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Charlie November


Latest posts by Charlie November

The daftest thing you've done in your garden

Posted: 30/06/2013 at 11:31

Not so much daft as a close call:

Was digging out the bottom of the compost heap. It's been here longer than I have, it's huge and it's covered in sticks, but there's good compost at the bottom, albeit mixed with rubbish. Put shovel into heap, loosened compost, got it on the shovel, took it to where I needed it, deployed it and went back for more several times, then hit a dry, soft patch. It fell down beside the head of the shovel, and ... moved. I realized what I'd hit a split second before the angry buzzing sound started, dropped the shovel and ran. I bought compost at the GC and gave them a week to calm down before I went back to the heap.

Slightly daft: attempting to push back the Himalayan balsam from the stream banks, I uprooted two sackfuls of it. The obvious place for this great mass of soggy greenery was the top of the compost heap. I uprooted it before any flowers had formed, and it still managed to form flowers, attract insects, get pollinated and produce seed just running on what it had. I have since had to uproot more plants from the compost heap.

what do you think is the best make of bird food you have bought?

Posted: 27/06/2013 at 17:06

Garden Bird Supplies were my supplier, and have always been good to me, but I switched to the RSPB for most foods and livefoods.co.uk for the mealworms (in 2kg boxes!) The RSPB send me a special offer every week, usually for something of which I just got a month's supply.

Peanuts: forget it. The woodpecker is the only bird interested in peanuts.

Treat pellets with insects, aka buggy nibbles: top food in winter. Fill a peanut feeder with this stuff and watch it get mobbed.

Treat pellets with berries, aka fruit nibbles: second or third choice. They really prefer the bugs.

Seed mix: everyone's got a favourite. I put out the feeder mix with dreid mealworms and the starlings threw the lot on the floor to get at the mealworms. I put out the feeder mix without the mealworms and the finches threw the lot on the floor to get at the sunflower hearts. Currently, I have the "feeder mix extra" and it gets cleaned up. The least popular bit is the little, reddish balls. They go, though.

Live mealworms: currently everybody's number one food. If you want a bird to land on your hands for food, this is the food to use. Even the finches are ignoring seed to hunt these nutrient-rich wrigglers. This is how you feed baby birds. Smaller ones are more expensive, and the birds are quite capable of dismembering a large one to feed it to their babies a chunk at a time.

Treat blocks aka cakes: the same as nibbles, but they charge VAT on the cakes. The big cube of a "squirrel-resistant" feeder is also starling-resistant, which the oval one isn't, so if you want other birds to have a chance, use the cube one ... or use one of each.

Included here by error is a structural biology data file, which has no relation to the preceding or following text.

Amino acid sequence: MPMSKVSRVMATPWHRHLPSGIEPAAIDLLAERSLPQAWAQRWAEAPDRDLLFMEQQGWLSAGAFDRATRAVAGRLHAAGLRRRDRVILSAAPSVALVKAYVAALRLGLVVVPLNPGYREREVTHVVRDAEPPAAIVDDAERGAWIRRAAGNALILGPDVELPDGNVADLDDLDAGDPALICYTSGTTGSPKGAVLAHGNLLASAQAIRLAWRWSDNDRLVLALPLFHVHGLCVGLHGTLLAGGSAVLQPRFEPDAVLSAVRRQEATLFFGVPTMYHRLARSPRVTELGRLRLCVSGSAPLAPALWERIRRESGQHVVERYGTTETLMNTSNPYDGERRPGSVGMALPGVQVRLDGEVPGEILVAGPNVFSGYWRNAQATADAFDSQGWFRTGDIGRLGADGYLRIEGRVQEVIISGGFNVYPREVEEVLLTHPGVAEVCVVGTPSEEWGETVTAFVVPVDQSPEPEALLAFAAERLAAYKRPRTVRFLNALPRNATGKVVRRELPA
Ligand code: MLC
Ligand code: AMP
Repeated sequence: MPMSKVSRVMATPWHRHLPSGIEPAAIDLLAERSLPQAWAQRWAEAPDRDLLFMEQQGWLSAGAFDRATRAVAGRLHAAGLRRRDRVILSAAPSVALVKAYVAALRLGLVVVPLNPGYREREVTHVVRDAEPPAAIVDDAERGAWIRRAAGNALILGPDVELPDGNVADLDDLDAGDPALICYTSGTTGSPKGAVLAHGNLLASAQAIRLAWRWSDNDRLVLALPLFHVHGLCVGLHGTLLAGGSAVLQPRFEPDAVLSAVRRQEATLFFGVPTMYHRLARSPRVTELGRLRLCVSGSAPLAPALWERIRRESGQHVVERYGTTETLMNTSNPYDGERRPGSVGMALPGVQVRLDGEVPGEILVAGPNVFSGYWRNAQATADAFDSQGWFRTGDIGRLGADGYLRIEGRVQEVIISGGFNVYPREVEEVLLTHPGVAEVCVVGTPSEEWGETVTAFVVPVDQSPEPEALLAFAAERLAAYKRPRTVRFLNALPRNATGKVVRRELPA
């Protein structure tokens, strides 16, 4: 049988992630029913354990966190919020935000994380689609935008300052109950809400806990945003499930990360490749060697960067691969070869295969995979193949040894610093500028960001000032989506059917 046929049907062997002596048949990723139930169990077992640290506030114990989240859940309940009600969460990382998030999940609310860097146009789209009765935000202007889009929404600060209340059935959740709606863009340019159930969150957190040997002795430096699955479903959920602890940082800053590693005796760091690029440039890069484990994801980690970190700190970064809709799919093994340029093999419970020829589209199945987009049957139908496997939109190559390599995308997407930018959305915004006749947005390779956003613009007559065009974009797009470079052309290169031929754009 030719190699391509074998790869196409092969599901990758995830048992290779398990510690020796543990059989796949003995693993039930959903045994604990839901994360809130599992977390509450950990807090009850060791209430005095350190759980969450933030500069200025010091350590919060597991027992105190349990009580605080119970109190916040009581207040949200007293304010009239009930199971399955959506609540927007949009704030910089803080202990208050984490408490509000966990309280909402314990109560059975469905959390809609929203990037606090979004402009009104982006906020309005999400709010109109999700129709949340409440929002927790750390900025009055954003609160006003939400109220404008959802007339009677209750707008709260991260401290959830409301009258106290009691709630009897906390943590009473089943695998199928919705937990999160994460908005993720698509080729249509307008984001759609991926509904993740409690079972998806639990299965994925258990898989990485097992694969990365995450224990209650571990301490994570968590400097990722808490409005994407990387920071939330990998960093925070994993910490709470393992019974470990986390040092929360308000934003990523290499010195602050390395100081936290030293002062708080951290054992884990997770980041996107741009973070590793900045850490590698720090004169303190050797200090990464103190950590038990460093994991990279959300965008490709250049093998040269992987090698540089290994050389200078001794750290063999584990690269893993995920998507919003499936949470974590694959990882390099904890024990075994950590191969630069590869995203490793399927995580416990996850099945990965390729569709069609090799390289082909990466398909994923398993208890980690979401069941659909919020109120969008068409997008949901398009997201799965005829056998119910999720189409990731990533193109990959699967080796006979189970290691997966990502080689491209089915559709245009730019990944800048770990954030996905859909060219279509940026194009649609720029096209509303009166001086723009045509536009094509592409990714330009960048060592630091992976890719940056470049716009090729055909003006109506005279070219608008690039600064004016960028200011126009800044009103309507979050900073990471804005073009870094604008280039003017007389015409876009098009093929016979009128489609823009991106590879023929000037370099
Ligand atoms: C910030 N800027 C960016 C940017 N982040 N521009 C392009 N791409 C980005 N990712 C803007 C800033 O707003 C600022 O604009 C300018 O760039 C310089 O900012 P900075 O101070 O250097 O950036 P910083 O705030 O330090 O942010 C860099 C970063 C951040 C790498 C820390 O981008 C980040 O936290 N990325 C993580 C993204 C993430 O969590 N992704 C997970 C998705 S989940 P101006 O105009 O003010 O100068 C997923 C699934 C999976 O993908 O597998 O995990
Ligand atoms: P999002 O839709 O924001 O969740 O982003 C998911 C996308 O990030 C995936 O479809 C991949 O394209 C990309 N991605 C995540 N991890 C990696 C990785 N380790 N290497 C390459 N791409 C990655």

I did an experiment with treat blocks, cutting up blocks from the local fruit shop, the supermarket, Garden Bird, the RSPB and a big DIY place and putting them all out in the feeder together, in different patterns. No matter how I arranged them, the birds would find the GB and RSPB blocks and demolish them. They went through three whole blocks from those suppliers before they'd bothered to eat even a tenth of anyone else's block.

Fat balls? Nobody was interested. Nothing wanted them.

 

Footnote: feeder cages! I got the barrel-style cages from GB, and the squirrels lifted the tops off and went down inside the tubes to get at the food! This wrecked the lids and the mesh tube. Also, the rain tended to get in and flood them, so the bottom of the plastic tube was always jamming up with soggy, rotting seed mix. I made porches for them, and very elegant little porches they were too, but between big birds, squirrels and a few windy days they got smashed off. I also had to put wire around the bases to stop the squirrel hanging off the bottom of the mesh and reaching in to sweep food to the edges.

Now, instead, I have Homebase feeders with bell-jar cages and plastic cone bases. They can be screwed on either way up. On the seed mix feeder, I have it set to shed the mix over the sides onto the ground. Yes, this creates a patch of sunflower seed husk, but that's part of the price of having bird feeders. On the "peanut" feeders (full of treat pellets with a few peanuts on top that have been there all year) I have the bases "dish" way up, to avoid spilling such good food on the ground where rats and pigeons can get it. There is a slight drawback to this: the wire hoop is barely long enough, so getting it on and off the hook is a bit fiddly. Obvious answer would be an S-hook, but so far I've coped with it being fiddly.

A rat did find its way into one. It even managed to get back out after I startled it, too ... but the second time I startled it I startled it by blowing a 4.5mm hole through it from left kidney to right shoulder, so it didn't get very far.

To buy or not to buy

Posted: 25/06/2013 at 17:18

Putting feed in the same spot several times a day will attract all sorts of things to that spot. I have a dozen places I put bird food and the birds always check out those places plus the deep shade under the hedge. If you put food somewhere appropriate like a gently sloping area partway up an earth mound at one end of the polytunnel, you'll find that all sorts of wildlife is drawn to it. You can then set up cameras for close-ups of songbirds feeding or, if you do find you have a rat problem, set yourself up in a comfortable spot with a good view of it and wait. Rats are not bulletproof, but a three-foot mound of soil (no rocks!) or sand is. .177 will take out a rat. 5.56x45mm will stop in an adequate earth mound. Use whichever you prefer. I'd recommend ear protection for the 5.56mm.